In posts on gun message boards and gaming chat rooms, a user who authorities believe was Newtown gunman Adam Lanza showed a technical prowess about weapons and computers, a “fetish” for a certain bullet and a near-fixation with correcting Wikipedia articles about mass killers.
He would have been 17 years old at the time of the posts, which are being examined by investigative agencies. The posts linked to Lanza reflect his interests and thoughts, publicly revealed for the first time in the killer’s own words.
Although Lanza did not use his name, investigators linked the poster’s user name to Lanza, according to sources familiar with the probe of the Dec. 14 shooting at Sandy Hook Elementary School. The same user name appears in the Wikipedia edits, discovered by The Courant. A Wikipedia spokesman said the website could not identify the poster, citing privacy policies. Investigators are now looking into whether the same person did the Wikipedia editing.
The Courant, which is not revealing the user name, reviewed several dozen posts written from April 2009 to February 2010.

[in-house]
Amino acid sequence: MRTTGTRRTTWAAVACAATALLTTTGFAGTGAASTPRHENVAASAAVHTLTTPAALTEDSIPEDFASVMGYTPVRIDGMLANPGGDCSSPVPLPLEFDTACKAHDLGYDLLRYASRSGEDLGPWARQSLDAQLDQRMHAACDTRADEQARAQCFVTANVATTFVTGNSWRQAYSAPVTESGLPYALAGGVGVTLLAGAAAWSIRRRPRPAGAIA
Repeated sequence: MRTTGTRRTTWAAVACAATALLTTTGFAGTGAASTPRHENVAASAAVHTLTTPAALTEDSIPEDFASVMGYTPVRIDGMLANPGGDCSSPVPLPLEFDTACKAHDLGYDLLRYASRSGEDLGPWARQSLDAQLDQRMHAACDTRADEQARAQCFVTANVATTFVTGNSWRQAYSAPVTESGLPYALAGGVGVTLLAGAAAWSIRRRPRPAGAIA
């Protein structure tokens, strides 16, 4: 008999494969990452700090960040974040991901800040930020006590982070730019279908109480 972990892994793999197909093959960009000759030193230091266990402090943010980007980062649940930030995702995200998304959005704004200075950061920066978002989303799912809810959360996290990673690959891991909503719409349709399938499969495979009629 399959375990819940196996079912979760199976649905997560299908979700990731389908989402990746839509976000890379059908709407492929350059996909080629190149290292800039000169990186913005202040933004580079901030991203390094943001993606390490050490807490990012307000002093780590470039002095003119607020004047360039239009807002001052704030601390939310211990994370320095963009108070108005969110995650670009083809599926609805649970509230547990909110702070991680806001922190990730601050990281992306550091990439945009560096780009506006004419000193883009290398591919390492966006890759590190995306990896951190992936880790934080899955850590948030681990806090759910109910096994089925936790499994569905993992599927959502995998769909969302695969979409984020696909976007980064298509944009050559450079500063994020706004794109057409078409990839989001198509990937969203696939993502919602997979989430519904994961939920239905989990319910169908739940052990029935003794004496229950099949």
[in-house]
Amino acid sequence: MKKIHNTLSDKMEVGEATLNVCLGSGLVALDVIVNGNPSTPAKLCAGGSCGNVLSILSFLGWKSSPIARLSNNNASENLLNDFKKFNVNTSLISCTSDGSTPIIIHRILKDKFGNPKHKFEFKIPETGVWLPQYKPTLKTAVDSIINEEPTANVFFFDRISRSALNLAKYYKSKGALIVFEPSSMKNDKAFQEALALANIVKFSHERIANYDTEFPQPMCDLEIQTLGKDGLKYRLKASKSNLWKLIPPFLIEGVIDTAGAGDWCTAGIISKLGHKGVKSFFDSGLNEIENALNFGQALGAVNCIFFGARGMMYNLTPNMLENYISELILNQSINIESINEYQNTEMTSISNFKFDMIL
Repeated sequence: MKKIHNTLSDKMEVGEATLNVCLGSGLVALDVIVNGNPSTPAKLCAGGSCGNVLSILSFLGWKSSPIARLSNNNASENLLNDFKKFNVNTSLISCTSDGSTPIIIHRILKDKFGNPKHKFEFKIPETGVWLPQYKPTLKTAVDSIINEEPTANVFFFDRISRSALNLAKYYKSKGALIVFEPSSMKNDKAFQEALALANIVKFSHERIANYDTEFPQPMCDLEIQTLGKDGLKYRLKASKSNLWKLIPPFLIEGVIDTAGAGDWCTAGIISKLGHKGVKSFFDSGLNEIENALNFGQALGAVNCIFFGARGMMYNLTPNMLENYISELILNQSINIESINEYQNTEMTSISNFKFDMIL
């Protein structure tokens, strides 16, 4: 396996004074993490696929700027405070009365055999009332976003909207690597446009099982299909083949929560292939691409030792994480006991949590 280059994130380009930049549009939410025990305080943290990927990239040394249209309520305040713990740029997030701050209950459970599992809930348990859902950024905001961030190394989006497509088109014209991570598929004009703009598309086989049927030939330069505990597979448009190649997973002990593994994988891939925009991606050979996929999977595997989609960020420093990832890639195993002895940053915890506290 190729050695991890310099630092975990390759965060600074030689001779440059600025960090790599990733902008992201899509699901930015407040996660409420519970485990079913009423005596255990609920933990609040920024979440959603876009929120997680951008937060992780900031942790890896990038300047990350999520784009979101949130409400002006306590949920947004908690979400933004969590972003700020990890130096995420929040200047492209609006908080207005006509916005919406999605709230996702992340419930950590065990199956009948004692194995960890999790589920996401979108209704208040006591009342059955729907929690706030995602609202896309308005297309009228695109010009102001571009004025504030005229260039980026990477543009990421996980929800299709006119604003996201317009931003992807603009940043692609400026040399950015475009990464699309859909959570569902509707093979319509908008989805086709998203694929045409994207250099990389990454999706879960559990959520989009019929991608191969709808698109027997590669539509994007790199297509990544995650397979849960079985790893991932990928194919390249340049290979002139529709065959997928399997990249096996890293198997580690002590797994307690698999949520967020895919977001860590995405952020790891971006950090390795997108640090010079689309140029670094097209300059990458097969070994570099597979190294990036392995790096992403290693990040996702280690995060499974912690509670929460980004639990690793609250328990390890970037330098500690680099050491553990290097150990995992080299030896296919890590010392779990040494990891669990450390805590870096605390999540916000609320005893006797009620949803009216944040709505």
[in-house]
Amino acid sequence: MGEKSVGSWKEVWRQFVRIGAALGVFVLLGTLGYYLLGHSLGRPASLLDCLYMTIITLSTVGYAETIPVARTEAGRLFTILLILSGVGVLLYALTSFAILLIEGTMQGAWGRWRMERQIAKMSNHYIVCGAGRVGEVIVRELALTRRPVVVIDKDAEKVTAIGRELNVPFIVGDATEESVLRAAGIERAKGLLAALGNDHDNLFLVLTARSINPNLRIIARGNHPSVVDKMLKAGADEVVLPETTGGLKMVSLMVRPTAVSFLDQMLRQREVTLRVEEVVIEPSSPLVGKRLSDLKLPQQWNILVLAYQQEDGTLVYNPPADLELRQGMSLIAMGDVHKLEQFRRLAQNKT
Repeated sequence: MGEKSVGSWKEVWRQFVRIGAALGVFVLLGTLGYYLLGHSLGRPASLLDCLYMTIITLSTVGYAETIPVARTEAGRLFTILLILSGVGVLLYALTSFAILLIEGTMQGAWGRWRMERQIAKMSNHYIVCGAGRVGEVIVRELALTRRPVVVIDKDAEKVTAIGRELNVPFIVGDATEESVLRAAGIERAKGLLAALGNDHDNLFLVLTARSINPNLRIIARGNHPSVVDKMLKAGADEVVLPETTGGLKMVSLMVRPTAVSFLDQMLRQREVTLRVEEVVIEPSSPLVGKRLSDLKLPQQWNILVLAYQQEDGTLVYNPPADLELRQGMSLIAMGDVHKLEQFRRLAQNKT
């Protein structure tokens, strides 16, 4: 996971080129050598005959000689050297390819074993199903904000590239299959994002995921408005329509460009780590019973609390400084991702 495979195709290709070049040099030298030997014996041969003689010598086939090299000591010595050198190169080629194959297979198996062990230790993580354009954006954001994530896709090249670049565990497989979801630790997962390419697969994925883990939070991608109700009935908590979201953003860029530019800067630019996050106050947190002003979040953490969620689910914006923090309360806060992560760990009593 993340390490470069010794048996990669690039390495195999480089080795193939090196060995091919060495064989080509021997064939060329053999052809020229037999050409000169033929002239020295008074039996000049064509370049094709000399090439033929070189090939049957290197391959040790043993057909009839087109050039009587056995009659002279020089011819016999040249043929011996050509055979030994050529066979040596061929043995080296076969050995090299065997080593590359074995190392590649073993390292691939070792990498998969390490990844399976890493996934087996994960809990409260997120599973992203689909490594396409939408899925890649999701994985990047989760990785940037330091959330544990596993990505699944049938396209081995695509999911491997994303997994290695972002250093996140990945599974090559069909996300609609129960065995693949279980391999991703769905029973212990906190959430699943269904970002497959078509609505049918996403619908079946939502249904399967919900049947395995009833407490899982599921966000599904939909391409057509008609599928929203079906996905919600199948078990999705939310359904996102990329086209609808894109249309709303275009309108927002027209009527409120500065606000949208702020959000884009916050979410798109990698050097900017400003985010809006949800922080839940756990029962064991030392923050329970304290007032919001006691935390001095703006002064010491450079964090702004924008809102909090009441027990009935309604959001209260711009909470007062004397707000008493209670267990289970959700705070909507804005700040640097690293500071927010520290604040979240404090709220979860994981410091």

The poster who authorities suspect is Lanza questions Connecticut’s assault-gun ban, offers a blueprint for his laptop computer and provides YouTube links to a commercial for a laughing doll from the 1970s and for The Rock-afire Explosion, an animatronics band that played in ShowBiz Pizza locations in the 1980s.
In one thread on the website thehighroad.org in October 2009 at 1 a.m., the poster believed to be Lanza asks whether a ban on a certain semiautomatic pistol might extend to other weapons.
Another poster suggests that he ask the Connecticut State Police.
“I always prefer asking through proxy when I can avoid speaking to someone directly. I was just wondering if anyone knew because I have a fetish for .32 ACP,” the poster suspected to be Lanza responds, referring to ammunition.
The posts reveal an intense and well-developed interest in high-capacity weaponry and an almost obsessive attention to details both in the user’s own writing and his editing of articles about mass murder.
To read the full story by Alaine Griffin, click here to go to courant.com.